A call from the Athens Police Department

After returning home in the early afternoon from a quick shopping trip with Kat, I came home to find a business card shoved in our door. It was a card from the Athens Police Department, with a handwritten note on the back that said, "Please call," and gave his direct line.

Now, granted, I'm a good little law-abiding citizen, but the first thing that popped into my head was, "Wait. Even if I had been bad, I haven't been through Athens in months!"So, I returned the call and got the bane of current-day corporate-America: voice mail.

Approximately an hour later, he returned the call. (So as not to be a total jerk, I'll not print the name of the person he was asking about.)

"Do you know a person named C.A.J.?" he said?

The inexpressible is there, for the taking

I'm going back into my book world. Let me tell you, a woman with James Joyce on the brain and Marvin Gaye singing antiwar songs in her ears is a woman buried to her eyebrows in lyricism.

I can't remember, exactly, when I started on Joyce's Portrait of the Artist as a Young Man, but I know that I got halfway through it and put it down in favor of reading The Lord of the Rings.

Portrait has held the topmost spot on the bookshelf closest to the window, spine facing out, toward the living room. When I water my plants, my trek to refill my water jug takes me through the reading room to the back door of the kitchen. Every day I would pass the bookshelf, and with some degree of guilt I would see the slim paperback, waiting for me to come back to it.

A PHP present from the Easter Bunny

Okay, for those of you using Netscape 4.7x to read this site, the Easter Bunny has a present for you: you can now read all pages on domesticat.net again. After weeks of pondering what I could do to make the site both HTML 4.0 compliant and have workarounds that would make the page readable in Netscape 4.7x….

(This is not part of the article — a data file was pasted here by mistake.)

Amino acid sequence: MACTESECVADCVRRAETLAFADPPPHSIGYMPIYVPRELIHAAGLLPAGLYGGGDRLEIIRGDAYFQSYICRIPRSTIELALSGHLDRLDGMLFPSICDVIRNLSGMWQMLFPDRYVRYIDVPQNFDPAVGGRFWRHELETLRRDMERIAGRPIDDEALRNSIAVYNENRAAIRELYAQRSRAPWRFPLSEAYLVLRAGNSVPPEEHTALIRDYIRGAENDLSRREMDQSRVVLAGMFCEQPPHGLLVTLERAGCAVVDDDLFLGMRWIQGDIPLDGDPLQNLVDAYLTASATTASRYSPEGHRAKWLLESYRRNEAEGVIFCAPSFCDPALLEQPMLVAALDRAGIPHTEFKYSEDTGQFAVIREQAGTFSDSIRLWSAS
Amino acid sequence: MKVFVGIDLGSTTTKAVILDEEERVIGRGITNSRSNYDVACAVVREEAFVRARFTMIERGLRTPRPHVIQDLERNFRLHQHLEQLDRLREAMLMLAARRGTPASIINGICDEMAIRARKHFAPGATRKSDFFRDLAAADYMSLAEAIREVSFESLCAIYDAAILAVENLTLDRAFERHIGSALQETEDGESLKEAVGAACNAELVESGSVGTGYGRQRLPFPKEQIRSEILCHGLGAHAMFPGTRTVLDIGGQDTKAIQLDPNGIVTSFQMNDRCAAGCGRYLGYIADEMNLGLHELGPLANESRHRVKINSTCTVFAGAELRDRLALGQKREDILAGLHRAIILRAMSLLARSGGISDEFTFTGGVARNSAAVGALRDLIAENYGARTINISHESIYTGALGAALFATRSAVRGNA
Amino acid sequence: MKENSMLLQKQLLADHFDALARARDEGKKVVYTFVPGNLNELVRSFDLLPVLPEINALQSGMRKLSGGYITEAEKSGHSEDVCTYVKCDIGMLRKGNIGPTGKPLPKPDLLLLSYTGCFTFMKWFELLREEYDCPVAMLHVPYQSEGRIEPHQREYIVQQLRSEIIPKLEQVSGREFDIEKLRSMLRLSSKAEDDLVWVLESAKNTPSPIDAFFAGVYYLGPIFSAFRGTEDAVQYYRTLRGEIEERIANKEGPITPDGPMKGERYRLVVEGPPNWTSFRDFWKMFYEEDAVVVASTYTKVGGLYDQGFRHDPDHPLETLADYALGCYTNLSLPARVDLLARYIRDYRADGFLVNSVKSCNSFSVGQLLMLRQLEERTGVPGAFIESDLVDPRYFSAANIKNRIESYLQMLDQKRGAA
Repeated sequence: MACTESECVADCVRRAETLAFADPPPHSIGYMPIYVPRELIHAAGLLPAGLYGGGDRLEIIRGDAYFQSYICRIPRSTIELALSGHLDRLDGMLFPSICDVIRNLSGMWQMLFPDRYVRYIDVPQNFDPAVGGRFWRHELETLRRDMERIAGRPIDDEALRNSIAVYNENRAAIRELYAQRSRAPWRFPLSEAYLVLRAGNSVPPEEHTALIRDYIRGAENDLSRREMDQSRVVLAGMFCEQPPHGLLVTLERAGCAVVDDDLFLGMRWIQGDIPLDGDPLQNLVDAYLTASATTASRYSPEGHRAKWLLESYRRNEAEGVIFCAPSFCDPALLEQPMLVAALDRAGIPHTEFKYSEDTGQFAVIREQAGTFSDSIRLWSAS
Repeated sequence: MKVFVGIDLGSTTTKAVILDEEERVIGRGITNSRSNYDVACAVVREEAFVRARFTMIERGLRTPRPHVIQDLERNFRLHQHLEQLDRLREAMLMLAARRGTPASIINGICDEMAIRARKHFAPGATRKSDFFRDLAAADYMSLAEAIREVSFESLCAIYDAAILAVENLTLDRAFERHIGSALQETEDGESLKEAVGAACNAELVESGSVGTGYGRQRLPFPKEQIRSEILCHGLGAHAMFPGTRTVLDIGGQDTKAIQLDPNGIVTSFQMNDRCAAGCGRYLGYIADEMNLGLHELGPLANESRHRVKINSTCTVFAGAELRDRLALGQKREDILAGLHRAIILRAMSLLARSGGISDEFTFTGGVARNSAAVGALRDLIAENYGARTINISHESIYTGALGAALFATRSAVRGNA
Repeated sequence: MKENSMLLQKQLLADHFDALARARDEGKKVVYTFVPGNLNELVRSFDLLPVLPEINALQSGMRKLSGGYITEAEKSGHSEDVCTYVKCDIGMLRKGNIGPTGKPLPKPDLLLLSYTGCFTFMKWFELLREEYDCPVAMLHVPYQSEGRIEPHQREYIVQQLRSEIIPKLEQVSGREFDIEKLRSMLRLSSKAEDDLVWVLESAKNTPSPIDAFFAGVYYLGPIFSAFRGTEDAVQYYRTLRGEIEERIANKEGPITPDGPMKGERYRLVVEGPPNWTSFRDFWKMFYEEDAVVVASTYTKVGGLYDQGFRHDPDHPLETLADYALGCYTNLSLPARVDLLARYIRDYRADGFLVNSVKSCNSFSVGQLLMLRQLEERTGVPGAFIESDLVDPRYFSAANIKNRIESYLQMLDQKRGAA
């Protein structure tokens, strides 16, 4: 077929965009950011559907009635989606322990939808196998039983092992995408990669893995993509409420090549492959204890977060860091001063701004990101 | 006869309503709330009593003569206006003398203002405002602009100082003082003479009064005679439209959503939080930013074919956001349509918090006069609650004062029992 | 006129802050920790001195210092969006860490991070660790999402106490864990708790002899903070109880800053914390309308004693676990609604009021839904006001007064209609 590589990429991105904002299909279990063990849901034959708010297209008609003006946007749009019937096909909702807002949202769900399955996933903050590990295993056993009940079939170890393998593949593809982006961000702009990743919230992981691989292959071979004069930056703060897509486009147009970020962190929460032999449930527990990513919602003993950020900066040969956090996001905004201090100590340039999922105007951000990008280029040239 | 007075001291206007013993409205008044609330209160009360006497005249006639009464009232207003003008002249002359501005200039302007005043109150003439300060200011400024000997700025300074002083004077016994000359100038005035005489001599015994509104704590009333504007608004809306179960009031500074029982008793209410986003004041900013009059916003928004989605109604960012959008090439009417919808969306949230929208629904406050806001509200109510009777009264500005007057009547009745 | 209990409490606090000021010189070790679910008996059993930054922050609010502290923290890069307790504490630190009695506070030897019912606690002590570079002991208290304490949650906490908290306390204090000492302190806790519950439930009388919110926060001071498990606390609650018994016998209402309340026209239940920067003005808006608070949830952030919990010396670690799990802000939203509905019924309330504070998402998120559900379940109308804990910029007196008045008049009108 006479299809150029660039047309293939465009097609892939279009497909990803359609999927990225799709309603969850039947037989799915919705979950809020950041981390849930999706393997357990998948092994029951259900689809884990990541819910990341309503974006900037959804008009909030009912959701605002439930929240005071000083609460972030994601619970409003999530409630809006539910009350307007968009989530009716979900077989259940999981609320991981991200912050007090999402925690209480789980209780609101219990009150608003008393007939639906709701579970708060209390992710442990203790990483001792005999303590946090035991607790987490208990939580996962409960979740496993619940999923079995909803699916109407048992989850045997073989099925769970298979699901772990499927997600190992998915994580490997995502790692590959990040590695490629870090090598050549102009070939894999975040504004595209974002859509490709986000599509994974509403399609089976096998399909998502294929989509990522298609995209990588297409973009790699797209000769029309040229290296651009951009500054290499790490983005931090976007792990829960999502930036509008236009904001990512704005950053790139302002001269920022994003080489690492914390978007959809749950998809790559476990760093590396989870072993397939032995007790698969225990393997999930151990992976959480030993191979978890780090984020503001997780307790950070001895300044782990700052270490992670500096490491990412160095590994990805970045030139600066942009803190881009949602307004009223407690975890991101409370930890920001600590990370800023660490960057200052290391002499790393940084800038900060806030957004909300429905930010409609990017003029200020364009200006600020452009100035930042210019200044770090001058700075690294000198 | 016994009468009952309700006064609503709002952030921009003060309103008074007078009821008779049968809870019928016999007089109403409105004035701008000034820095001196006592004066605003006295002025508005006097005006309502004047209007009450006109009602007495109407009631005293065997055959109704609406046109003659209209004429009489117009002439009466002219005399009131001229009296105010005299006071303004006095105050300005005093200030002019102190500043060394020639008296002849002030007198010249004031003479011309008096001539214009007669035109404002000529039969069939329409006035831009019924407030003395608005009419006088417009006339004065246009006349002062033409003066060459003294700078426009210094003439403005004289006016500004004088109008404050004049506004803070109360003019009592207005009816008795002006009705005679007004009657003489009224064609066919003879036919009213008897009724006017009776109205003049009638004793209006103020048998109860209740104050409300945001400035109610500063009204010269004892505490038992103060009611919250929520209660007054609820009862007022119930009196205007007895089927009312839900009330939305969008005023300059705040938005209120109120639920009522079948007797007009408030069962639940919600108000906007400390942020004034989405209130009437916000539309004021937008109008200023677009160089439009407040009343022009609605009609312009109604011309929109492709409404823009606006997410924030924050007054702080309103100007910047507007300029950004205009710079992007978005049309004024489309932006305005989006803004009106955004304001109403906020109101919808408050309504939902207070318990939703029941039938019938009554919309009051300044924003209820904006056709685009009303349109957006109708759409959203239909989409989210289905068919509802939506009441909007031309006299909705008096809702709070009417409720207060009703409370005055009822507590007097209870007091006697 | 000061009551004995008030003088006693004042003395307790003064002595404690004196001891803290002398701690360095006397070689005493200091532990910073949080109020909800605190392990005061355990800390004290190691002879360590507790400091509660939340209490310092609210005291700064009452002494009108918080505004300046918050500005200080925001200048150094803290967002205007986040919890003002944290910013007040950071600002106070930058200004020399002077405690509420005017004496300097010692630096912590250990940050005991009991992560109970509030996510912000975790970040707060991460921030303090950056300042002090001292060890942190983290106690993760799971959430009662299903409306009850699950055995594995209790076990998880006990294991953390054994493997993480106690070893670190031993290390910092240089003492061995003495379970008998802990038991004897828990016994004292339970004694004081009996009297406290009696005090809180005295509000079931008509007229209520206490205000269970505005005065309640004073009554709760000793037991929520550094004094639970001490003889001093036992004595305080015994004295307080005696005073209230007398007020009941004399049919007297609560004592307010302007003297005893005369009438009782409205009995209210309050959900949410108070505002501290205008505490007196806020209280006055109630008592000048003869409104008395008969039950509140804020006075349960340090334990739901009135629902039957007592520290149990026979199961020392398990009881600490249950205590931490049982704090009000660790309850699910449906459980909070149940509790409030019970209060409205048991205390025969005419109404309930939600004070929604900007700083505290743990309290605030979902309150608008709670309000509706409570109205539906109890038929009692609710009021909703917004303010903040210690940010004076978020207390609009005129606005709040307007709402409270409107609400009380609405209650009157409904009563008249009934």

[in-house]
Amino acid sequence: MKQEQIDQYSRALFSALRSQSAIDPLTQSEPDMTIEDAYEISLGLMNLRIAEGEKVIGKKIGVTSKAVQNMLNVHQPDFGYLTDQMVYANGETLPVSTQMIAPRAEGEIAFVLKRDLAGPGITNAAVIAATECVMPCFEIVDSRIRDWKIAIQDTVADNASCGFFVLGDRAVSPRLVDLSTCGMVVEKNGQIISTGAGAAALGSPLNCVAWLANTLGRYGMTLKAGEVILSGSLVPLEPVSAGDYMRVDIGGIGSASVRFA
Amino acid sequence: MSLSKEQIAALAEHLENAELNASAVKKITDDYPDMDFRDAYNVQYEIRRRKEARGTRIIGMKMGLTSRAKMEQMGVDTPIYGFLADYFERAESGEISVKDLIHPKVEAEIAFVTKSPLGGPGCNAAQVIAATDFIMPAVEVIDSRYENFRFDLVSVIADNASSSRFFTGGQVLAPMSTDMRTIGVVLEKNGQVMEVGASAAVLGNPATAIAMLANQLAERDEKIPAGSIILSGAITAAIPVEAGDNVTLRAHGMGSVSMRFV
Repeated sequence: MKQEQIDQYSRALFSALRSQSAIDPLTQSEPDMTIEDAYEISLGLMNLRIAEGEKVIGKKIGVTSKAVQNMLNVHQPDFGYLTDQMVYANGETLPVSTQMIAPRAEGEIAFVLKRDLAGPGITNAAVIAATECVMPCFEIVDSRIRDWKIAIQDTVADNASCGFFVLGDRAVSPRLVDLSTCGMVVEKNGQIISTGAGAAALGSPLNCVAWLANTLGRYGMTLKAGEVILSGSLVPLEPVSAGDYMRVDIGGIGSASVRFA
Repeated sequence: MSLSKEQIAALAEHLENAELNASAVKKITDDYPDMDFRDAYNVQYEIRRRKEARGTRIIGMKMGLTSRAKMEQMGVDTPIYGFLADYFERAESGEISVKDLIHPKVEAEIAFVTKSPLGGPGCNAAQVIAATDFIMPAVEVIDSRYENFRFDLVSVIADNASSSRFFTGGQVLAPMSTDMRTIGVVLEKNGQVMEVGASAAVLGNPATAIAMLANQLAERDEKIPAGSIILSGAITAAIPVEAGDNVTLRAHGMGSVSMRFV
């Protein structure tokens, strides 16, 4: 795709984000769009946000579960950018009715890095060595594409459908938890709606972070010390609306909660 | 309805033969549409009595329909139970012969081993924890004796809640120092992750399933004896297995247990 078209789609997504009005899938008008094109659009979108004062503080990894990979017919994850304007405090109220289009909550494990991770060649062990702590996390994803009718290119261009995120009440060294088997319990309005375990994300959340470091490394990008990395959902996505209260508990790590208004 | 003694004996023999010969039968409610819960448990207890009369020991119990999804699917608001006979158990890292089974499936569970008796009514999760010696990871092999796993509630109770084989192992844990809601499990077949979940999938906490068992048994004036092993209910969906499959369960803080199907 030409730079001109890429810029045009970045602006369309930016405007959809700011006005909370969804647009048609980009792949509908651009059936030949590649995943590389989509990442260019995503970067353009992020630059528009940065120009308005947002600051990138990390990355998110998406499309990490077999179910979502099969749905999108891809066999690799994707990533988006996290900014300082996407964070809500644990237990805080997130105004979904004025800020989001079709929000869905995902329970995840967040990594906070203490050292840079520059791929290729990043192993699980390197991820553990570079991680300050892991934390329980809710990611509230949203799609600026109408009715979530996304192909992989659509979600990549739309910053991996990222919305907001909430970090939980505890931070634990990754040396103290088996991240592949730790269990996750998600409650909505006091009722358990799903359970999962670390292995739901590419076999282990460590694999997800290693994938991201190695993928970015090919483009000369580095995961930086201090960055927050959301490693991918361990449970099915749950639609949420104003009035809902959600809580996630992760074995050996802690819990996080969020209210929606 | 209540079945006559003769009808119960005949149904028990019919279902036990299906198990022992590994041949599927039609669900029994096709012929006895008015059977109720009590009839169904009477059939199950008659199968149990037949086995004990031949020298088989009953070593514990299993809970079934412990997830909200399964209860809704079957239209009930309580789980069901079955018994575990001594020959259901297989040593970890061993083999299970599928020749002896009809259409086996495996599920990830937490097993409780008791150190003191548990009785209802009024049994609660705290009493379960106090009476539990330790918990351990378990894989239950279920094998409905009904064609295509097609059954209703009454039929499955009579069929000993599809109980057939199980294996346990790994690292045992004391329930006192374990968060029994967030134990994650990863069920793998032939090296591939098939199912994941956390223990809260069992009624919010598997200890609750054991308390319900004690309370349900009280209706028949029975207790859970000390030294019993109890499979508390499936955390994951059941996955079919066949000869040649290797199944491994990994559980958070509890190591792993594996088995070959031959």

I had a momentary flash of brilliance.

My soul, my soul, for a dollar, no more!

Amy: Brad's getting me another video of theirs. At this rate I'll have sold my soul to him by August.
Andy: *laughs*
Amy: He's pleased, surprisingly enough.
Andy: He can't have your soul, I still have lease options.
Amy: bwaaaaah?
Andy: I was going to lease it to a dotcom as a promotional aid.

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Mind the gap...

Everyone keeps asking, what’s it all about?
I used to be so certain and I can’t figure out
What is this attraction?

[duncan sheik]

Welcome back. Life returns, the friends go home, the cats relax, and my fingers start tapping almost of their own accord. They make it clear that whether I want to or not, it's time to start writing again—not because I should but because I must.

"And I could stand here waiting
A fool for another day
But I don’t suppose it’s worth the price, worth the price
The price that I would pay"


Put the music on. Don't turn on the light. Listen to the cats in the next room, industriously tussling each other in brotherly fashion. Despite the fact that no one is here but me, I attempt to physically hide the fact that I am writing—because, of course, if no one knows I'm writing, no one will know to ask me whether or not I was able to finish what I started.

t minus one.

On what I have left to do for geekfest 2.0, which begins tomorrow:

Recipient (Divide By Zero):
>Probably. After dinner tonight I'll scrub down the kitchen, and then mop the
>floor. Then I've gotta clean the bathroom. Tomorrow morning I'll put fresh
>sheets on the guest bed (for Brad) and on the sofa bed (for Brian and Suzan)
>and then I'll be good to go.

*** Message (#7) from Divide By Zero at 18:40 ***
>you're a beastie. You know that, right?

Recipient (Divide By Zero):

*** Message (#9) from Divide By Zero at 18:41 ***
>a holy terror of domesticity. a primal force of hostessing. a grizzled
>combat veteran of the war of playing house.

So much to do.
But Dan's right. I do love this. Given the choice between this life and what I had before—living in a town where I knew no one and had no friends—I will take this. No questions asked.

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